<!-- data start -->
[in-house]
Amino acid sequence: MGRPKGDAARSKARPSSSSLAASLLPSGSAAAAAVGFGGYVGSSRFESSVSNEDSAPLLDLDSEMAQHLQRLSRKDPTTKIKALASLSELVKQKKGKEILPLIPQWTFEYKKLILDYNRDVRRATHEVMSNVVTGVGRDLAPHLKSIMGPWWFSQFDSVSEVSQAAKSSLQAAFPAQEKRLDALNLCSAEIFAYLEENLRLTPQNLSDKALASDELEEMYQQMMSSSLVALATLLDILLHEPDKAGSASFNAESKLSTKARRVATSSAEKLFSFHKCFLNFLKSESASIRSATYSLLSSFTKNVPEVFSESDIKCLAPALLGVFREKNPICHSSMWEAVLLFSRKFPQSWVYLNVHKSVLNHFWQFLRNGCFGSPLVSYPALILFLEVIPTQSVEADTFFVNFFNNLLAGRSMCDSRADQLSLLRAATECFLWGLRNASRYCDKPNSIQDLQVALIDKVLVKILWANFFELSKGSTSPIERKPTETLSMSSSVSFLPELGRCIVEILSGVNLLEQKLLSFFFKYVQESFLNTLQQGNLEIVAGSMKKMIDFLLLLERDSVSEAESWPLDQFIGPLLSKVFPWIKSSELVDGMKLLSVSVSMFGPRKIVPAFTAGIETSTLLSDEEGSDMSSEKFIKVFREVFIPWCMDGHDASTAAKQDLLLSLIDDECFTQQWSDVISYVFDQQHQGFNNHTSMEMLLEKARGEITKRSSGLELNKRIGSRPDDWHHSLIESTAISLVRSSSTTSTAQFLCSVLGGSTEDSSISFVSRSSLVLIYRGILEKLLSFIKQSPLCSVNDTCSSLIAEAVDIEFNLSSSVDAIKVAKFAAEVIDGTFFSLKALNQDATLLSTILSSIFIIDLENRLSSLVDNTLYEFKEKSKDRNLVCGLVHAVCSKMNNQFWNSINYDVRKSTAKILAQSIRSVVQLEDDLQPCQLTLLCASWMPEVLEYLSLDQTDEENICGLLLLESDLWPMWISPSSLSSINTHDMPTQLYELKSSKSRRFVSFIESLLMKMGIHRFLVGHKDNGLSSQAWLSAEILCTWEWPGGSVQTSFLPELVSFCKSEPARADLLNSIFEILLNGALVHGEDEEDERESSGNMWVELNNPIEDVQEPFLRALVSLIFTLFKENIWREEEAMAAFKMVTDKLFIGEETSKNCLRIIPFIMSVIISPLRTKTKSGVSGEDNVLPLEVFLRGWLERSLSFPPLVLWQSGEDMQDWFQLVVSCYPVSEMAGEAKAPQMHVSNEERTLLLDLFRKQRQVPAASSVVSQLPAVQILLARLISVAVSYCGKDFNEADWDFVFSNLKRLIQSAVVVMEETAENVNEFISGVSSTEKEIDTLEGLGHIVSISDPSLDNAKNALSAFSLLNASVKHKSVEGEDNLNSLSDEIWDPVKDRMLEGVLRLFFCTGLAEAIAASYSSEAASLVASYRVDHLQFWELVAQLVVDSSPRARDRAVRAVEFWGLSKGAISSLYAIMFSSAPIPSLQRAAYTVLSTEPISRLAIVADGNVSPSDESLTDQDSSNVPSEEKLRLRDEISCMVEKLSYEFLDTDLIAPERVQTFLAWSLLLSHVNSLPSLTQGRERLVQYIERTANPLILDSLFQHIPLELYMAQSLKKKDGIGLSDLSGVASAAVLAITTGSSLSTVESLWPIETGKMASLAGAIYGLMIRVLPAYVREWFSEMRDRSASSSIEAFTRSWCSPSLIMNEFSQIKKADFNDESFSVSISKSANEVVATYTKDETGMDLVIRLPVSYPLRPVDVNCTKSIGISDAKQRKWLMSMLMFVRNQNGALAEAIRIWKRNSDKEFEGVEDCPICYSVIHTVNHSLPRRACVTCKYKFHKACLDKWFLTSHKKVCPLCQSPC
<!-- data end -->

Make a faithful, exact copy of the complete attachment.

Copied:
[in-house]
Amino acid sequence: MGRPKGDAARSKARPSSSSLAASLLPSGSAAAAAVGFGGYVGSSRFESSVSNEDSAPLLDLDSEMAQHLQRLSRKDPTTKIKALASLSELVKQKKGKEILPLIPQWTFEYKKLILDYNRDVRRATHEVMSNVVTGVGRDLAPHLKSIMGPWWFSQFDSVSEVSQAAKSSLQAAFPAQEKRLDALNLCSAEIFAYLEENLRLTPQNLSDKALASDELEEMYQQMMSSSLVALATLLDILLHEPDKAGSASFNAESKLSTKARRVATSSAEKLFSFHKCFLNFLKSESASIRSATYSLLSSFTKNVPEVFSESDIKCLAPALLGVFREKNPICHSSMWEAVLLFSRKFPQSWVYLNVHKSVLNHFWQFLRNGCFGSPLVSYPALILFLEVIPTQSVEADTFFVNFFNNLLAGRSMCDSRADQLSLLRAATECFLWGLRNASRYCDKPNSIQDLQVALIDKVLVKILWANFFELSKGSTSPIERKPTETLSMSSSVSFLPELGRCIVEILSGVNLLEQKLLSFFFKYVQESFLNTLQQGNLEIVAGSMKKMIDFLLLLERDSVSEAESWPLDQFIGPLLSKVFPWIKSSELVDGMKLLSVSVSMFGPRKIVPAFTAGIETSTLLSDEEGSDMSSEKFIKVFREVFIPWCMDGHDASTAAKQDLLLSLIDDECFTQQWSDVISYVFDQQHQGFNNHTSMEMLLEKARGEITKRSSGLELNKRIGSRPDDWHHSLIESTAISLVRSSSTTSTAQFLCSVLGGSTEDSSISFVSRSSLVLIYRGILEKLLSFIKQSPLCSVNDTCSSLIAEAVDIEFNLSSSVDAIKVAKFAAEVIDGTFFSLKALNQDATLLSTILSSIFIIDLENRLSSLVDNTLYEFKEKSKDRNLVCGLVHAVCSKMNNQFWNSINYDVRKSTAKILAQSIRSVVQLEDDLQPCQLTLLCASWMPEVLEYLSLDQTDEENICGLLLLESDLWPMWISPSSLSSINTHDMPTQLYELKSSKSRRFVSFIESLLMKMGIHRFLVGHKDNGLSSQAWLSAEILCTWEWPGGSVQTSFLPELVSFCKSEPARADLLNSIFEILLNGALVHGEDEEDERESSGNMWVELNNPIEDVQEPFLRALVSLIFTLFKENIWREEEAMAAFKMVTDKLFIGEETSKNCLRIIPFIMSVIISPLRTKTKSGVSGEDNVLPLEVFLRGWLERSLSFPPLVLWQSGEDMQDWFQLVVSCYPVSEMAGEAKAPQMHVSNEERTLLLDLFRKQRQVPAASSVVSQLPAVQILLARLISVAVSYCGKDFNEADWDFVFSNLKRLIQSAVVVMEETAENVNEFISGVSSTEKEIDTLEGLGHIVSISDPSLDNAKNALSAFSLLNASVKHKSVEGEDNLNSLSDEIWDPVKDRMLEGVLRLFFCTGLAEAIAASYSSEAASLVASYRVDHLQFWELVAQLVVDSSPRARDRAVRAVEFWGLSKGAISSLYAIMFSSAPIPSLQRAAYTVLSTEPISRLAIVADGNVSPSDESLTDQDSSNVPSEEKLRLRDEISCMVEKLSYEFLDTDLIAPERVQTFLAWSLLLSHVNSLPSLTQGRERLVQYIERTANPLILDSLFQHIPLELYMAQSLKKKDGIGLSDLSGVASAAVLAITTGSSLSTVESLWPIETGKMASLAGAIYGLMIRVLPAYVREWFSEMRDRSASSSIEAFTRSWCSPSLIMNEFSQIKKADFNDESFSVSISKSANEVVATYTKDETGMDLVIRLPVSYPLRPVDVNCTKSIGISDAKQRKWLMSMLMFVRNQNGALAEAIRIWKRNSDKEFEGVEDCPICYSVIHTVNHSLPRRACVTCKYKFHKACLDKWFLTSHKKVCPLCQSPC